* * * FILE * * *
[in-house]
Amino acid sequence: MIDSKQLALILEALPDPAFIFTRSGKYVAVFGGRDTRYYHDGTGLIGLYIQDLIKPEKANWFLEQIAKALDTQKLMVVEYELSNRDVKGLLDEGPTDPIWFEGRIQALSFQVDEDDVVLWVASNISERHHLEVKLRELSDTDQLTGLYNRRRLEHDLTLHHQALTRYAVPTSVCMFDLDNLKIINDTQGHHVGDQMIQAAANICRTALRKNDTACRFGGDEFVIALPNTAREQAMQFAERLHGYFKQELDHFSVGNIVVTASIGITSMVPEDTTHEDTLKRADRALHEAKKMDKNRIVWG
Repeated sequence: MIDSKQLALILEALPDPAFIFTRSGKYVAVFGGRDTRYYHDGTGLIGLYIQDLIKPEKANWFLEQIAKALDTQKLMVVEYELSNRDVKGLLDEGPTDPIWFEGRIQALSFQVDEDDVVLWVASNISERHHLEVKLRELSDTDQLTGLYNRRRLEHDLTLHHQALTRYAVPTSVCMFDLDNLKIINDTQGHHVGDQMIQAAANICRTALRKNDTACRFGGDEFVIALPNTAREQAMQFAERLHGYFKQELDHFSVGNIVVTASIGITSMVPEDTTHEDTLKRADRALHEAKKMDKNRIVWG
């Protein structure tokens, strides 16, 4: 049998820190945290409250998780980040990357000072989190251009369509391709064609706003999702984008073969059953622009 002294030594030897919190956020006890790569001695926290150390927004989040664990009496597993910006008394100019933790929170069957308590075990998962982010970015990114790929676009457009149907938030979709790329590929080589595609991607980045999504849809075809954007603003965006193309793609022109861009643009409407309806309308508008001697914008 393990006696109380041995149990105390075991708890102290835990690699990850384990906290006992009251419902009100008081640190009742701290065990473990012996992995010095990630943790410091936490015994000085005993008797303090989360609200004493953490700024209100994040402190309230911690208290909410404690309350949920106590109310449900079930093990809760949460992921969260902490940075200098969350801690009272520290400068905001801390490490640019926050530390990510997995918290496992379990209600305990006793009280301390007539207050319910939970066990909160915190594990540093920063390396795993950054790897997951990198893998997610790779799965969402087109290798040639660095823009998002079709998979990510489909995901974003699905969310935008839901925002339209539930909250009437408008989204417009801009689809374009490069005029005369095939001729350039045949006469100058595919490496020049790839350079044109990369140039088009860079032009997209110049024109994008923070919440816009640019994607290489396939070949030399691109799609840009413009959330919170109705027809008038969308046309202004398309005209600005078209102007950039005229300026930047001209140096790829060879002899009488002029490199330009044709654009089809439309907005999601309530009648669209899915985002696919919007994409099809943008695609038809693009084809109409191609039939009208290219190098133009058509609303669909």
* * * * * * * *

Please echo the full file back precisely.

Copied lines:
[in-house]
Amino acid sequence: MIDSKQLALILEALPDPAFIFTRSGKYVAVFGGRDTRYYHDGTGLIGLYIQDLIKPEKANWFLEQIAKALDTQKLMVVEYELSNRDVKGLLDEGPTDPIWFEGRIQALSFQVDEDDVVLWVASNISERHHLEVKLRELSDTDQLTGLYNRRRLEHDLTLHHQALTRYAVPTSVCMFDLDNLKIINDTQGHHVGDQMIQAAANICRTALRKNDTACRFGGDEFVIALPNTAREQAMQFAERLHGYFKQELDHFSVGNIVVTASIGITSMVPEDTTHEDTLKRADRALHEAKKMDKNRIVWG
Repeated sequence: MIDSKQLALILEALPDPAFIFTRSGKYVAVFGGRDTRYYHDGTGLIGLYIQDLIKPEKANWFLEQIAKALDTQKLMVVEYELSNRDVKGLLDEGPTDPIWFEGRIQALSFQVDEDDVVLWVASNISERHHLEVKLRELSDTDQLTGLYNRRRLEHDLTLHHQALTRYAVPTSVCMFDLDNLKIINDTQGHHVGDQMIQAAANICRTALRKNDTACRFGGDEFVIALPNTAREQAMQFAERLHGYFKQELDHFSVGNIVVTASIGITSMVPEDTTHEDTLKRADRALHEAKKMDKNRIVWG
């Protein structure tokens, strides 16, 4: 049998820190945290409250998780980040990357000072989190251009369509391709064609706003999702984008073969059953622009 002294030594030897919190956020006890790569001695926290150390927004989040664990009496597993910006008394100019933790929170069957308590075990998962982010970015990114790929676009457009149907938030979709790329590929080589595609991607980045999504849809075809954007603003965006193309793609022109861009643009409407309806309308508008001697914008 393990006696109380041995149990105390075991708890102290835990690699990850384990906290006992009251419902009100008081640190009742701290065990473990012996992995010095990630943790410091936490015994000085005993008797303090989360609200004493953490700024209100994040402190309230911690208290909410404690309350949920106590109310449900079930093990809760949460992921969260902490940075200098969350801690009272520290400068905001801390490490640019926050530390990510997995918290496992379990209600305990006793009280301390007539207050319910939970066990909160915190594990540093920063390396795993950054790897997951990198893998997610790779799965969402087109290798040639660095823009998002079709998979990510489909995901974003699905969310935008839901925002339209539930909250009437408008989204417009801009689809374009490069005029005369095939001729350039045949006469100058595919490496020049790839350079044109990369140039088009860079032009997209110049024109994008923070919440816009640019994607290489396939070949030399691109799609840009413009959330919170109705027809008038969308046309202004398309005209600005078209102007950039005229300026930047001209140096790829060879002899009488002029490199330009044709654009089809439309907005999601309530009648669209899915985002696919919007994409099809943008695609038809693009084809109409191609039939009208290219190098133009058509609303669909």